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Sage Advisory Services CEO and Co-Chief Investment Officer Robert Smith III

Kudu Investment Management Takes Stake in $23B Sage Advisory Services

Minority investment will support succession and technology initiatives for the Austin-based institutional asset manager.

Sage Advisory Services, an Austin-based registered investment advisory firm overseeing close to $24 billion in assets, has taken on its first capital partner with a minority sale to Kudu Investment Management, a private equity firm focused on wealth and asset managers.

Sage Advisory was founded in 1996 by CEO and Co-Chief Investment Officer Robert Smith III, who remains a majority owner along with 12 managing members.

The 56-person team provides institutional investment management, primarily in fixed income, liability, socially responsible investing and tactical ETF strategies, as well as retirement plan services for close to 5,000 clients. Institutional investors—including Taft-Hartley funds, insurance and healthcare companies, public funds, foundations and endowments and corporate retirement plans—account for roughly 70% of assets, while the remaining 30% are in retail SMA and UMA accounts managed for individual clients with firms such as Morgan Stanley, Northern Trust and Primerica.

Over the last five years, Sage Advisory has grown assets by more than half. In 2023 alone, the firm added more than $4.5 billion across its various strategies and Smith said the plan is to use the additional capital provided by Kudu to invest in technology, provide liquidity for some of the senior partners and support an eventual transition of ownership.

To that end, Smith said Sage Advisory is offering younger partners—all of whom currently hold minority interests—a discounted internal price while supporting equity financing or simply selling it directly.

“Helping to facilitate the transference of that ownership into the hands of our next generation of partners and really securing that growth and development and culture was something we felt was absolutely pivotal in our transaction,” he said. “They've really worked hard to get an opportunity like this.”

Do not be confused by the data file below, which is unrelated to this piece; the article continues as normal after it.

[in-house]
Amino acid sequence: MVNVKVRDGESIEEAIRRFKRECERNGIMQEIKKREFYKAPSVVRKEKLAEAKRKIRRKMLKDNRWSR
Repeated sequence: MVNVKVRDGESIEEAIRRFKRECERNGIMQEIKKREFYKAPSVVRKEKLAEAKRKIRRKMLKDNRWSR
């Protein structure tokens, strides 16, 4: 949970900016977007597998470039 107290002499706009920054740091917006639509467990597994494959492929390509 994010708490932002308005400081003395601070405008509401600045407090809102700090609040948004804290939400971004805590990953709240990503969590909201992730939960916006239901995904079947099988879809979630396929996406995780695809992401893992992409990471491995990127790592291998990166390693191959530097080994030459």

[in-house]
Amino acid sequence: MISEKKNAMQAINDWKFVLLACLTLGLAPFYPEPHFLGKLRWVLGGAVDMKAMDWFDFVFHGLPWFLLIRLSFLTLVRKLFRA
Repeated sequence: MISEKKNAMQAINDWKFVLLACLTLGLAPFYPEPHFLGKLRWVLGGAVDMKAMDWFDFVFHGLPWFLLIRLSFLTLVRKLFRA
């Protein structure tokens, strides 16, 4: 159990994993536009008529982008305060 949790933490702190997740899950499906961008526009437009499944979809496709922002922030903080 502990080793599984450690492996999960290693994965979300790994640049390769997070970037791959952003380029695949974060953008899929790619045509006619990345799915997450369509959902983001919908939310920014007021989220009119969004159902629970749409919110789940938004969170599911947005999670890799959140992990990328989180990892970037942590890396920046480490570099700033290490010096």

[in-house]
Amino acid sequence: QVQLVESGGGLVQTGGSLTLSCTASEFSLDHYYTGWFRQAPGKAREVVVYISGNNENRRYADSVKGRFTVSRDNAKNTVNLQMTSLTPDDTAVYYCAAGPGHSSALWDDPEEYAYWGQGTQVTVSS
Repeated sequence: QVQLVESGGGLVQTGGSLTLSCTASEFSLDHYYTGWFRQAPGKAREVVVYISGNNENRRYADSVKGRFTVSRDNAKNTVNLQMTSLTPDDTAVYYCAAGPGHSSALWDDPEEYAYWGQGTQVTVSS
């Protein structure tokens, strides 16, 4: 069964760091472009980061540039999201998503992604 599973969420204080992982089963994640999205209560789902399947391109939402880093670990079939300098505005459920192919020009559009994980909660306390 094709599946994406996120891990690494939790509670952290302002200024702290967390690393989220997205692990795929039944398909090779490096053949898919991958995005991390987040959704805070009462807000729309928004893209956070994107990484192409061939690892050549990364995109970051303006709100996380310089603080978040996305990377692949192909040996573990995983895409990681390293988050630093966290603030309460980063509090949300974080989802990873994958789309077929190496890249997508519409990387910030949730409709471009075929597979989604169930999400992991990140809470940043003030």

“What we're trying to do is to promote the culture and longevity of the firm,” he added. “I don't want just anybody to be responsible for my baby.”

On the technology front, Smith expects to invest in tools that foster client engagement and communication, such as on-demand investment tracking or self-directed planning and retirement calculators. He also mentioned work to incorporate greater risk management capabilities, particularly around climate risk and ESG factors.

“We’re not focused on the politics, we're focused on the pragmatism and are looking for ways to introduce that into our process,” he said. “There are some very proactive tools available to get a better handle on the potential climate risks associated with my investments, what magnitude of event they could be subject to, how adaptable they are to those risks and how to manage around that. I think that one of the things that we have done very well is we've done a lot of ESG-related investment activity and research.”

"Bob and his executive team have built an exceptionally innovative and agile investment platform,” Kudu CEO Rob Jakacki said in a statement. Citing the focus on SRI and “cutting-edge” solutions as key attractions, he also noted the firm’s “impressive” client roster.

“In many ways, they’re the perfect partner,” Smith said of Kudu. “It is a minority interest, and that's just part of the reason why we elected to work with them to design a transaction that would provide for the independence of the firm and allow us to retain and maintain our culture and our business management activities and to maintain our investment philosophy and process without interference. They have no participation in any of that.”

Backed by insurance companies MassMutual and White Mountain Insurance, Kudu also has a deep well of capital resources and tends to make longer-term investments, he said, and the idea of subjecting employees and clients to a forced liquidity event in the next three to five years was untenable.

“And they understand what we do,” Smith added. “That's the most important thing. If you're going to partner up with anybody, you want to make sure that you're both on the same page in terms of what it is that you do and how it needs to be done. And we definitely have achieved that.”

Since launching in 2015, New York City-based Kudu has deployed more than $914 million in support of 26 wealth and asset management firms across the U.S., Canada, U.K., Europe and Australia—22 of which are still in its portfolio.

Smith said he believes Kudu is working to gain a foothold in all of the major asset classes and that his firm’s focus on fixed income solutions was likely a significant factor in their years-long pursuit of an investment.

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